Wordy Wednesday: Pedal vs. Peddle

This is an error that I see all the time. These two words sound the same, and they are both verbs (although pedal is also a noun), but they have totally different meanings.

Pedal: verb

  • to push the pedals of (something, such as a bicycle)

  • to ride a bicycle to a particular place

Pedal: Noun

  • a lever pressed by the foot in the playing of a musical instrument (as an organ or piano)
  • a foot lever or treadle by which a part is activated in a mechanism

Peddle: verb

  • to travel about with wares for sale; broadly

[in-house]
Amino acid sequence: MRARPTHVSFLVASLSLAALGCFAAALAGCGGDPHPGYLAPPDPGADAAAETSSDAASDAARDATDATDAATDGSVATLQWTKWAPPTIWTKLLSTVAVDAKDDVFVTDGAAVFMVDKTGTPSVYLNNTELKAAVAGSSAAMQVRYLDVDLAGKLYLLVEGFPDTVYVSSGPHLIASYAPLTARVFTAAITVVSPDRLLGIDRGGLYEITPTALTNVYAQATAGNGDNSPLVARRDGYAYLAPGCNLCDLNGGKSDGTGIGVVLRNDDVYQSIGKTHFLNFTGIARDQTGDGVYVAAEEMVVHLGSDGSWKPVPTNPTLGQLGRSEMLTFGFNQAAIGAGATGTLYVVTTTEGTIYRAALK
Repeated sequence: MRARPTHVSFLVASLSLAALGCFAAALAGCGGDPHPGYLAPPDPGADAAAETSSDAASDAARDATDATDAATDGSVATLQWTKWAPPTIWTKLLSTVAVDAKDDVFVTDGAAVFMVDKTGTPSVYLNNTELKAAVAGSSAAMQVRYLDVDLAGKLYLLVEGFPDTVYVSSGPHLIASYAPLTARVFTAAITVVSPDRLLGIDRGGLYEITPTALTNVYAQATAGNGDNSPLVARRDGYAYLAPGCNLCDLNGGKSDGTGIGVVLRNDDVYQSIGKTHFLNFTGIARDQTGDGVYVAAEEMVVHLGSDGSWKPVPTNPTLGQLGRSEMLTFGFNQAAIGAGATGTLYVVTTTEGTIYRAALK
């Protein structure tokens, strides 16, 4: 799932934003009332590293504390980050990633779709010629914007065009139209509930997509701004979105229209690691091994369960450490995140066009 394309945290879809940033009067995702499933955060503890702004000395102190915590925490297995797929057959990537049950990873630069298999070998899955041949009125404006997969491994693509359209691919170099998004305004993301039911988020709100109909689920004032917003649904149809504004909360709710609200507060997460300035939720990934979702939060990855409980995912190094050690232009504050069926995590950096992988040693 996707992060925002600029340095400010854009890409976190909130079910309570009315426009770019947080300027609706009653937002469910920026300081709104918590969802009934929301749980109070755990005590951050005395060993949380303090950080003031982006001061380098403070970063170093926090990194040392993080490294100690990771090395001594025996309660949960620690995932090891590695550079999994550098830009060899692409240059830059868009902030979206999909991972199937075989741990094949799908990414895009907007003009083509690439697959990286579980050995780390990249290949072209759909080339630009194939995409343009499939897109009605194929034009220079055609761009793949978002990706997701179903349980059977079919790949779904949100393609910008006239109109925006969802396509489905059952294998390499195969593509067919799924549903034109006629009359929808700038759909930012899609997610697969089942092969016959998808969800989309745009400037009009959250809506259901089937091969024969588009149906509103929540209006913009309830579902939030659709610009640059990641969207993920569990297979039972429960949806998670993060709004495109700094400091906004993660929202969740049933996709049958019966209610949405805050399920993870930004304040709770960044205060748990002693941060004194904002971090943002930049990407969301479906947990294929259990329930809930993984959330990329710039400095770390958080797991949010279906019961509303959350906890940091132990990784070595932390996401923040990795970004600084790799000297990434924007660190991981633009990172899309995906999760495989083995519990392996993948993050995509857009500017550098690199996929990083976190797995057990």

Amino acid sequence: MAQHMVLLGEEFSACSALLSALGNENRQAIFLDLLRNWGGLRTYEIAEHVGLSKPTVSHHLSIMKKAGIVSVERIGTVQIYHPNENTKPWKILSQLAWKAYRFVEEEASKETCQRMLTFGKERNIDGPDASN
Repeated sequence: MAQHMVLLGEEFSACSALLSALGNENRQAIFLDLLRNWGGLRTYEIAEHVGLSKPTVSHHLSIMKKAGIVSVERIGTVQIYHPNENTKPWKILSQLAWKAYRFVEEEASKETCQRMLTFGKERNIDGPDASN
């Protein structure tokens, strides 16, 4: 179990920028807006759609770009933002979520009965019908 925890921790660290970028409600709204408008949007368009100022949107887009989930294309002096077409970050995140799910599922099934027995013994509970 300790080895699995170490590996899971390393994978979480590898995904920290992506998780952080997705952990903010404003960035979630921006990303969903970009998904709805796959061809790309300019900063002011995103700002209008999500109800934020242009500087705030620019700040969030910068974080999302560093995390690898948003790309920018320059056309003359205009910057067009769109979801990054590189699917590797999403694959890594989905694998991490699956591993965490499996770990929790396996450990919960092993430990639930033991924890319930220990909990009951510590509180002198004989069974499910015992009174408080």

• to be busy with trifles

  • to sell or offer for sale from place to place

  • to deal out or seek to disseminate

  • to offer or promote as valuable

 

 

Tricky Tuesday: Half and Other Fractions

numbers
Picture via Pixabay

Half is a weird word because it can be either singular or plural.

Example 1: Half of a pie was left after we each ate a slice.

In this sentence, a singular verb (was) is used since I am referring to half of a singular object (pie).

Example 2: Half of the sodas were left after we each drank one.

In this sentence, a plural verb (were) is used since I am referring to half of multiple objects (sodas).

Fractions can be tricky since sometimes they are plural, even though a fraction is usually less than 1. For example, all of the following are correct:

  • Three quarter teaspoons
  • Three quarters of a teaspoon
  • Three eighths of a truckload
  • .375 truckloads (read aloud as “point three seven five truckloads”)